Tuesday, August 17, 2010

The Genome Analysis Toolkit: A MapReduce framework... [Genome Res. 2010] - PubMed result

The Genome Analysis Toolkit: A MapReduce framework for analyzing next-generation DNA sequencing data.
McKenna A, Hanna M, Banks E, Sivachenko A, Cibulskis K, Kernytsky A, Garimella K, Altshuler D, Gabriel S, Daly M, Depristo MA.
Program in Medical and Population Genetics, The Broad Institute of Harvard and MIT, Cambridge, Massachusetts 02142, USA;
Next-generation DNA sequencing (NGS) projects, such as the 1000 Genomes Project, are already revolutionizing our understanding of genetic variation among individuals. However, the massive data sets generated by NGS-the 1000 Genome pilot alone includes nearly five terabases-make writing feature-rich, efficient, and robust analysis tools difficult for even computationally sophisticated individuals. Indeed, many professionals are limited in the scope and the ease with which they can answer scientific questions by the complexity of accessing and manipulating the data produced by these machines. Here, we discuss our Genome Analysis Toolkit (GATK), a structured programming framework designed to ease the development of efficient and robust analysis tools for next-generation DNA sequencers using the functional programming philosophy of MapReduce. The GATK provides a small but rich set of data access patterns that encompass the majority of analysis tool needs. Separating specific analysis calculations from common data management infrastructure enables us to optimize the GATK framework for correctness, stability, and CPU and memory efficiency and to enable distributed and shared memory parallelization. We highlight the capabilities of the GATK by describing the implementation and application of robust, scale-tolerant tools like coverage calculators and single nucleotide polymorphism (SNP) calling. We conclude that the GATK programming framework enables developers and analysts to quickly and easily write efficient and robust NGS tools, many of which have already been incorporated into large-scale sequencing projects like the 1000 Genomes Project and The Cancer Genome Atlas.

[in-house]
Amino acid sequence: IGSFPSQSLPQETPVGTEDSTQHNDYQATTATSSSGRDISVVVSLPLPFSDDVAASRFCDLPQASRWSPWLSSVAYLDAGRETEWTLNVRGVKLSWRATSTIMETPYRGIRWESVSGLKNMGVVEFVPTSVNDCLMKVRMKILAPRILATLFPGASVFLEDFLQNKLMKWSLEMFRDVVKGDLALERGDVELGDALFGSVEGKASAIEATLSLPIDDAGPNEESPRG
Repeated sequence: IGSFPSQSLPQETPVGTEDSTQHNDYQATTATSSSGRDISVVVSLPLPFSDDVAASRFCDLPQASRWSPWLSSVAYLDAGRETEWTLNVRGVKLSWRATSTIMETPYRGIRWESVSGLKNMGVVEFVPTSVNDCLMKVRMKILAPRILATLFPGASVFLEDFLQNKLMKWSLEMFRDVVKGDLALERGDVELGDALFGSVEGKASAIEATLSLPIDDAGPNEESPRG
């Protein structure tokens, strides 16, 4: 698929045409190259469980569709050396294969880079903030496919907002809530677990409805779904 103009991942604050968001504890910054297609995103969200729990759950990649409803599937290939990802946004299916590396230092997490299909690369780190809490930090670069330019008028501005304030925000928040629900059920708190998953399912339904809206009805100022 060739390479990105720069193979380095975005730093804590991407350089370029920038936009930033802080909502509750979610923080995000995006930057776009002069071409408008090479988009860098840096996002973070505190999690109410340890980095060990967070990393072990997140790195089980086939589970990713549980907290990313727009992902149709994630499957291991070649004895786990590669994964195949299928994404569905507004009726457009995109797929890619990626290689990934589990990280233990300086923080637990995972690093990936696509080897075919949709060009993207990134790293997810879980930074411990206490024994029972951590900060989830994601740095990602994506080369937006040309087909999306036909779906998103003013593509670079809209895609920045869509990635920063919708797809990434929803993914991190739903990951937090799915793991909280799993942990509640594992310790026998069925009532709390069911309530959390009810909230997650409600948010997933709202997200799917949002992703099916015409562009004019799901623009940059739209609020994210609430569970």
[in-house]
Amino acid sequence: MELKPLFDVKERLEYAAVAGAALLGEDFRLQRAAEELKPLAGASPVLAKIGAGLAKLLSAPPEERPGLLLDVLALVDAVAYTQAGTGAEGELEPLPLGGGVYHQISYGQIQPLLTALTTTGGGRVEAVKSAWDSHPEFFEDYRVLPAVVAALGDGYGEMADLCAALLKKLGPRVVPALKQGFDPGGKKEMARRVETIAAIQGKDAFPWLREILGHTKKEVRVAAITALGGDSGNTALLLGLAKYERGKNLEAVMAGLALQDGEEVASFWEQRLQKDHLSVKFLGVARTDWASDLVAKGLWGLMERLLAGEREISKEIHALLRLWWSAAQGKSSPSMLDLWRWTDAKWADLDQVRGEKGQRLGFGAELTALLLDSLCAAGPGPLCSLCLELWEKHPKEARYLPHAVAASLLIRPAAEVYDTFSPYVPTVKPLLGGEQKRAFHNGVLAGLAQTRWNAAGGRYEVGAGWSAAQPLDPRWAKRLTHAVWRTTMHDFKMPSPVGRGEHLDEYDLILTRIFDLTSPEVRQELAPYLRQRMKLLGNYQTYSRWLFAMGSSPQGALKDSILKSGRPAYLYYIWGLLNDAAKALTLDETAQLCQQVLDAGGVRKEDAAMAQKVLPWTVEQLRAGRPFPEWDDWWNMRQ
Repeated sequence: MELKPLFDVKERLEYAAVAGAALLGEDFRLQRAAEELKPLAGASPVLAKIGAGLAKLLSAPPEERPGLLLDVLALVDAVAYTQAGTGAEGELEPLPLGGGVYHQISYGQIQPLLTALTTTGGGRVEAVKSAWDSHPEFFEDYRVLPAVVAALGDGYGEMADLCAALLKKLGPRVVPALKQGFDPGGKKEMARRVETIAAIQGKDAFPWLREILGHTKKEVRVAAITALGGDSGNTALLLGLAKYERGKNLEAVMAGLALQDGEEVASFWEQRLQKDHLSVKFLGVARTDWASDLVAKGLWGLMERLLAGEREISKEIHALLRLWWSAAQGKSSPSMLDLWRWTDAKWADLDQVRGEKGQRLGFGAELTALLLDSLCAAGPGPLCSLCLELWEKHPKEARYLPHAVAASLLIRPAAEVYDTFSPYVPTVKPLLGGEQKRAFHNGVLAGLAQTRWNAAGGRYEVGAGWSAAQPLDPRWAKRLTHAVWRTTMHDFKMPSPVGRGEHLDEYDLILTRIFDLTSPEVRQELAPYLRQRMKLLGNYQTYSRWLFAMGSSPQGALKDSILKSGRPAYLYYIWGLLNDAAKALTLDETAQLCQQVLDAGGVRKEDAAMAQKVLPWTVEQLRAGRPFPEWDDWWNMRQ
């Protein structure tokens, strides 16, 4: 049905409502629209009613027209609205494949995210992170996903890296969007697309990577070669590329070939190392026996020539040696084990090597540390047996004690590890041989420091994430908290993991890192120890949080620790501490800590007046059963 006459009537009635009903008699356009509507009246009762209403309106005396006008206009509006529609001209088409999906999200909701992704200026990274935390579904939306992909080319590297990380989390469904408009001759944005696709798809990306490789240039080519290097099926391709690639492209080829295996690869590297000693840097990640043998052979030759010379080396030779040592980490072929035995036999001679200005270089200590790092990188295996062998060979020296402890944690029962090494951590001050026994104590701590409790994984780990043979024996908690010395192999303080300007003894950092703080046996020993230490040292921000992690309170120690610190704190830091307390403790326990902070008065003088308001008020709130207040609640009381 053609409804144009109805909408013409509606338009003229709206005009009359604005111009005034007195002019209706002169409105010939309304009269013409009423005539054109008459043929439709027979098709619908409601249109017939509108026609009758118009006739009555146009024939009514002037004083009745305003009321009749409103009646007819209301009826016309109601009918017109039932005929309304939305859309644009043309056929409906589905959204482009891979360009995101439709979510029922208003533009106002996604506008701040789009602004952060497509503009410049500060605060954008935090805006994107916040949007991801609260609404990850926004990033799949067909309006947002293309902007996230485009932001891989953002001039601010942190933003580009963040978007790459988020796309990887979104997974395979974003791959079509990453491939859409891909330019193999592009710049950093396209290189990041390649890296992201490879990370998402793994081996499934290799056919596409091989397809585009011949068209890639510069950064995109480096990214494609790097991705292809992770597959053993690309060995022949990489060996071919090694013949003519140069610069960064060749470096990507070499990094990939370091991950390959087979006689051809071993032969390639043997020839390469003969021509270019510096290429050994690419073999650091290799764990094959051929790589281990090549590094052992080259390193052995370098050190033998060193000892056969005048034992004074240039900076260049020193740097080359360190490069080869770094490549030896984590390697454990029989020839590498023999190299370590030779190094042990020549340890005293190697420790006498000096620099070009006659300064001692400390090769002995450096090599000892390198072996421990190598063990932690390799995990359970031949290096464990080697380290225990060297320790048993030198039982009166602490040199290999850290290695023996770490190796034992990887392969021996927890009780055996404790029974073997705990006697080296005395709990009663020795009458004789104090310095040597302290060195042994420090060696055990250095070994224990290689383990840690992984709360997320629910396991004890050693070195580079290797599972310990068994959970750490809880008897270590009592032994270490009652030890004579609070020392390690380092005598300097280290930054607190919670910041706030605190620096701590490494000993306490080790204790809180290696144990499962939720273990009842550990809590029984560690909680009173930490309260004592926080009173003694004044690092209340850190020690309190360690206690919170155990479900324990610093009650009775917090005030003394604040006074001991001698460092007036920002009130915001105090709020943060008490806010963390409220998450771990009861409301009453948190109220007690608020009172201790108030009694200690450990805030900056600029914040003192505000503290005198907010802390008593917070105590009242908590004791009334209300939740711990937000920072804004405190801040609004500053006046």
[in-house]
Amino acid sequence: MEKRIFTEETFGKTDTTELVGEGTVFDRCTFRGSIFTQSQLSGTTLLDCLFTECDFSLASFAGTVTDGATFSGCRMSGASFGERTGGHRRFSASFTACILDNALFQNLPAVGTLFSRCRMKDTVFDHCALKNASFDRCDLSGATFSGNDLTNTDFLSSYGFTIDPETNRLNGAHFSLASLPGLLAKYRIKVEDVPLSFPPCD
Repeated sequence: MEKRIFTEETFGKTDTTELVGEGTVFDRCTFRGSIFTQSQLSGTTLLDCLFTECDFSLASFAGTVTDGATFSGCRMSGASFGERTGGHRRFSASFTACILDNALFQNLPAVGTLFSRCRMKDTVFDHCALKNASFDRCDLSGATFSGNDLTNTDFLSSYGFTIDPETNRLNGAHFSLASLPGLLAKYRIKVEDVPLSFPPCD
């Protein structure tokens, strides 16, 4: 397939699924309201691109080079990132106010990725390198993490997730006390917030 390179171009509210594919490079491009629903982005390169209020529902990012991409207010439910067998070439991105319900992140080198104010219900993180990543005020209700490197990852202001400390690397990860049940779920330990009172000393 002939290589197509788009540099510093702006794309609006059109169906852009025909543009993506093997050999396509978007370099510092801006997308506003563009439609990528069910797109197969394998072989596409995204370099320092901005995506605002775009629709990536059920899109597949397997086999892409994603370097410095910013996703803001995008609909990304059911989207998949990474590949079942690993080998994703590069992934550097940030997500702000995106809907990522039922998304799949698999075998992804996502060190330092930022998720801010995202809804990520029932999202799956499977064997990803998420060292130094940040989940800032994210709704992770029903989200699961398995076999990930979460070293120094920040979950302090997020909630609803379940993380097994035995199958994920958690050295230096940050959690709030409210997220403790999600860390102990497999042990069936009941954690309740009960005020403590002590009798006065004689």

(this Post content was reproduced from: http://genome.cshlp.org/cgi/content/full/20/9/1297?rss=1, Via Genome Research.)